Foxglove plants produce tall spikes of colour in your garden, with an abundance of small blooms on each spike. Technically, foxglove functions as a biennial, with the flowers growing from seed in the first year. However, you can treat them as perennials with proper maintenance after the plants bloom, Cornell University reports. Foxglove typically blooms between June and September, depending on the climate. To get your foxglove to grow like a perennial, you will need to care for it properly after the flowers appear.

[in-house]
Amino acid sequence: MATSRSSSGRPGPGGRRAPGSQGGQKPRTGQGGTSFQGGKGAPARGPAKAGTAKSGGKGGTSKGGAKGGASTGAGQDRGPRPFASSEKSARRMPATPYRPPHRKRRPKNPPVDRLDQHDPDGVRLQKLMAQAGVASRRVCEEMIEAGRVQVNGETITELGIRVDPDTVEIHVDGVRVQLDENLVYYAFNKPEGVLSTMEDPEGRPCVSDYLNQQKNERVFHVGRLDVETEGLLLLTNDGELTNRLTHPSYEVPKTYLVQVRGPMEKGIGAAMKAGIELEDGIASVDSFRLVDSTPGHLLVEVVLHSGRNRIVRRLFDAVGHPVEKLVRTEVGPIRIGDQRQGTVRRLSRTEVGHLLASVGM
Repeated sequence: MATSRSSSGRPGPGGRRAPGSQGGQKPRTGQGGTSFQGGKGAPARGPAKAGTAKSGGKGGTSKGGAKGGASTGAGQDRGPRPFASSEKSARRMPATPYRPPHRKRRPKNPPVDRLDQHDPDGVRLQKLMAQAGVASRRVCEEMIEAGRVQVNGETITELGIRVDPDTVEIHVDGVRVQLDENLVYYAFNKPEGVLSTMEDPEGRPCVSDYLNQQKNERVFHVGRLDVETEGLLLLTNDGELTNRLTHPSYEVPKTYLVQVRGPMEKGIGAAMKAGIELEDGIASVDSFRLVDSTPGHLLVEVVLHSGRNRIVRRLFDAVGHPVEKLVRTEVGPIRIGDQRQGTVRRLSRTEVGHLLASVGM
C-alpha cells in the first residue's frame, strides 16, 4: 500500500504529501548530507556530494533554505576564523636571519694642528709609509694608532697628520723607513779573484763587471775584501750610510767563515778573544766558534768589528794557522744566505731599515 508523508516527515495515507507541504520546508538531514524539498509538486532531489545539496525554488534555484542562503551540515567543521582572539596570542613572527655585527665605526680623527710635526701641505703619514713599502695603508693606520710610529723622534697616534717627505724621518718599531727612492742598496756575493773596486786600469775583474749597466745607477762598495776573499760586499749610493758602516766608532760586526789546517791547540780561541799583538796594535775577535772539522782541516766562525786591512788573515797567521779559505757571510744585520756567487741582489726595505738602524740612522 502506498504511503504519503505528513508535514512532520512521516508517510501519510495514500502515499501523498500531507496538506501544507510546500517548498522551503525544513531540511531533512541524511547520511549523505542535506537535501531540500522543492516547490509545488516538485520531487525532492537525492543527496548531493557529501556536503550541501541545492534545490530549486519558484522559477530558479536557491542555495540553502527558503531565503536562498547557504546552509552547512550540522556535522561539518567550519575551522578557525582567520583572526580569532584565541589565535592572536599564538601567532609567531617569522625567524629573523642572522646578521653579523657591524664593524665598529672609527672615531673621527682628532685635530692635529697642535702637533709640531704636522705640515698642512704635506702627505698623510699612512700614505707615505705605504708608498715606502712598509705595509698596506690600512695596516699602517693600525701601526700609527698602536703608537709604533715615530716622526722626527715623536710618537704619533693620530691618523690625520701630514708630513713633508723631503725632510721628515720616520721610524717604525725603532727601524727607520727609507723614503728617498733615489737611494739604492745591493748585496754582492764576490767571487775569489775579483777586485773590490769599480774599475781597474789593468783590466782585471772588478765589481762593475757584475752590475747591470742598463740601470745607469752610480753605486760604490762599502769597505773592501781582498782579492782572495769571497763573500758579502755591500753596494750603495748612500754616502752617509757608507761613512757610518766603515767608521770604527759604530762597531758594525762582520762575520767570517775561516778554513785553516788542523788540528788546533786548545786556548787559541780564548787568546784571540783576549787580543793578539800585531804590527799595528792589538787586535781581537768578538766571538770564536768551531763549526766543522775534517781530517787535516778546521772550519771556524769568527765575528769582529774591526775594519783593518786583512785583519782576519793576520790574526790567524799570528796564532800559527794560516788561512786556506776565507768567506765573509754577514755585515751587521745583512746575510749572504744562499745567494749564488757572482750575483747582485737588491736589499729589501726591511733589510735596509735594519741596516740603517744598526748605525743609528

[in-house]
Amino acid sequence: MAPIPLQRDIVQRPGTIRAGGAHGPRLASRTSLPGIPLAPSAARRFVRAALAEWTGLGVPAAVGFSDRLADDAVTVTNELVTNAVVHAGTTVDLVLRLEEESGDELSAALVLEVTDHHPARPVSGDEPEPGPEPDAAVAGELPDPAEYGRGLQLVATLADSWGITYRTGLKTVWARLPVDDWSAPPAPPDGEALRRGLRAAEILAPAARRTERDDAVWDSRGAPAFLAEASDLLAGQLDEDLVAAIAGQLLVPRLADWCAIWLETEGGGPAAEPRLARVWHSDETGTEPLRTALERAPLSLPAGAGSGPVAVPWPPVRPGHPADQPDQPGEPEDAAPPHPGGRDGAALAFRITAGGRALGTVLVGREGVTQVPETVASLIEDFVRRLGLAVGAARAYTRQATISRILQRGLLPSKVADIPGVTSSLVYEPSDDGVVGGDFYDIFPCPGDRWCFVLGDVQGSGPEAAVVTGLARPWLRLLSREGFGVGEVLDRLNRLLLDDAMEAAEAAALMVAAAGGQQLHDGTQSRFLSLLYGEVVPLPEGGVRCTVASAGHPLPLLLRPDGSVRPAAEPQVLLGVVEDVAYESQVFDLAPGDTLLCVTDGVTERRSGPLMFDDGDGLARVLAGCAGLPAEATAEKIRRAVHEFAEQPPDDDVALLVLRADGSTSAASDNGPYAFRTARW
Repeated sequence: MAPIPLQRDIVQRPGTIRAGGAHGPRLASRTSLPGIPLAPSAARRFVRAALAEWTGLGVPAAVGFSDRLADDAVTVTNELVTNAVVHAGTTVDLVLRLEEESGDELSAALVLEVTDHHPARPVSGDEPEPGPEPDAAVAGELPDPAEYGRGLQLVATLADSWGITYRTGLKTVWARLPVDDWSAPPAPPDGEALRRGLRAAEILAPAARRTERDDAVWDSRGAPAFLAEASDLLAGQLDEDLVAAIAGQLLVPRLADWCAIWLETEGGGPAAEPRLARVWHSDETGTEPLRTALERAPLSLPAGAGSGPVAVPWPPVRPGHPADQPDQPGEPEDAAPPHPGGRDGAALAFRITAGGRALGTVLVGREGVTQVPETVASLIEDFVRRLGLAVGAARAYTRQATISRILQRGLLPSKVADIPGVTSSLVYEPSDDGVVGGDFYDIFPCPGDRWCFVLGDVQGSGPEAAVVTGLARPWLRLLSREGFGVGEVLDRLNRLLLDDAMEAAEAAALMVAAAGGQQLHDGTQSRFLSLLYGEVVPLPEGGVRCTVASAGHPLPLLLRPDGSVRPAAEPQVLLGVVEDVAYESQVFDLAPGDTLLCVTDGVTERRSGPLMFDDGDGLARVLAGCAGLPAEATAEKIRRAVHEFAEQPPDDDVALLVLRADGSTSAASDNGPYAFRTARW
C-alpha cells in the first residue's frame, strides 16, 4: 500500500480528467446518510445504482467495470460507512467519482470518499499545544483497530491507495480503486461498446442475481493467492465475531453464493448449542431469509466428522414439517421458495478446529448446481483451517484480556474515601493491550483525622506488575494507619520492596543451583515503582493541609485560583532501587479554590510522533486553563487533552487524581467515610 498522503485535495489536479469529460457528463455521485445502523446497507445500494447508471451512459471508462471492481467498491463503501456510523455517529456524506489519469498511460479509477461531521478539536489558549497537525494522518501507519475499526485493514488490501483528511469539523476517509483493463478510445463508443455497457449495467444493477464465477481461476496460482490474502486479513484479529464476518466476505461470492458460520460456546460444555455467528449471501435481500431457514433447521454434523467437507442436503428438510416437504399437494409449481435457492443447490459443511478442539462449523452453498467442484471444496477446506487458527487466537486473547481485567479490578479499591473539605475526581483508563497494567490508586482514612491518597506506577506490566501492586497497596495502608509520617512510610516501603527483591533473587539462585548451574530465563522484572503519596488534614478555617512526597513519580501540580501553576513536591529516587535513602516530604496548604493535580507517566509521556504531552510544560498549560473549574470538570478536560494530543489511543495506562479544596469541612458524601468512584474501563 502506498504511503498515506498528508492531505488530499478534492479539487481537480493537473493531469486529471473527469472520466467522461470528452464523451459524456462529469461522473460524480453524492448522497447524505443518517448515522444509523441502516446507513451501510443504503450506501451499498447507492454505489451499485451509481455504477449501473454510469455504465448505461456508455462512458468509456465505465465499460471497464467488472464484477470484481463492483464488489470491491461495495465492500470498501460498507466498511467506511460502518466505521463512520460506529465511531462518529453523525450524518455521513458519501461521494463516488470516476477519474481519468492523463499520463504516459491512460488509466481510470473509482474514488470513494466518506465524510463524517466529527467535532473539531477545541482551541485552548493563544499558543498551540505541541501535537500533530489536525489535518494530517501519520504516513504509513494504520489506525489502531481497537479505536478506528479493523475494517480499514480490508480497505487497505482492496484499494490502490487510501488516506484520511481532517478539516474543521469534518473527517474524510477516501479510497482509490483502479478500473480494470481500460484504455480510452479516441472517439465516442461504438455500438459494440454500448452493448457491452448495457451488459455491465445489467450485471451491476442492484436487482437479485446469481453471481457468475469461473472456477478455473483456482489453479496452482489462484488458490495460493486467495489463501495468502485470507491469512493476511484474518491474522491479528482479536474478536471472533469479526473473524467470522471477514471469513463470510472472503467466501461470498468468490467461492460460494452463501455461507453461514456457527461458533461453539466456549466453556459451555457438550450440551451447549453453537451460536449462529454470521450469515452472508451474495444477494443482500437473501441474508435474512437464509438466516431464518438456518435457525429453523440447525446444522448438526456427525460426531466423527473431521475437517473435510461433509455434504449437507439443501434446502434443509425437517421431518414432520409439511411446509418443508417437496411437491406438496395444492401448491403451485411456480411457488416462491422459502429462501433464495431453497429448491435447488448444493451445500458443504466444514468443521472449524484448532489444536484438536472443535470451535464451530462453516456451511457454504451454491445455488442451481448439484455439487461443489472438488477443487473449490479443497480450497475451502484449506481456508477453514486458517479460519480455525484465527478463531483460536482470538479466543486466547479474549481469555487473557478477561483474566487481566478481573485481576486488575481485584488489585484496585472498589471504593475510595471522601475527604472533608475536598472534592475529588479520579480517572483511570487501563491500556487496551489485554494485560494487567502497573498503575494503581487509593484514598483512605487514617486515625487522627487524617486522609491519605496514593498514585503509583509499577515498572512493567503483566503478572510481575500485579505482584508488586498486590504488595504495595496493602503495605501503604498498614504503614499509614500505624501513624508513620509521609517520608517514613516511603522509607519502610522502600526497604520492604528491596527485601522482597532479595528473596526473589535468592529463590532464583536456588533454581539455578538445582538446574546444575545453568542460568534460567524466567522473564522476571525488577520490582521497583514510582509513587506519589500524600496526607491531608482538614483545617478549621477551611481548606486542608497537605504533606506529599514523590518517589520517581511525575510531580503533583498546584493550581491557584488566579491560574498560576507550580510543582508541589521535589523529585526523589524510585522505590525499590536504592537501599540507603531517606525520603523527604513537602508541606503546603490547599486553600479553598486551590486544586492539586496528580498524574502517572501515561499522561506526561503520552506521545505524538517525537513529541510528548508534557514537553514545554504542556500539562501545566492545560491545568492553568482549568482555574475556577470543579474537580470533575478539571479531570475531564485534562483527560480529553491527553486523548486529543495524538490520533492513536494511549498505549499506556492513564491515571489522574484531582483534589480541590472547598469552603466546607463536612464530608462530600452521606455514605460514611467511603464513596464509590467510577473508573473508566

Deadhead the foxglove blossoms by hand once about three-quarters of the flower spike has died back, Cornell University advises.
Continue monitoring the plant throughout the flowering season, continuing to deadhead the blooms on spent foxglove spikes.
Cut back the spikes with garden shears once the flowering season has ended. Do this before the seed sets, otherwise the plants will not bloom the following year, Cornell reports.
If you want your foxglove to reseed, don't remove all the spikes at the end of the growing season. Instead, leave a few intact to allow the seeding process.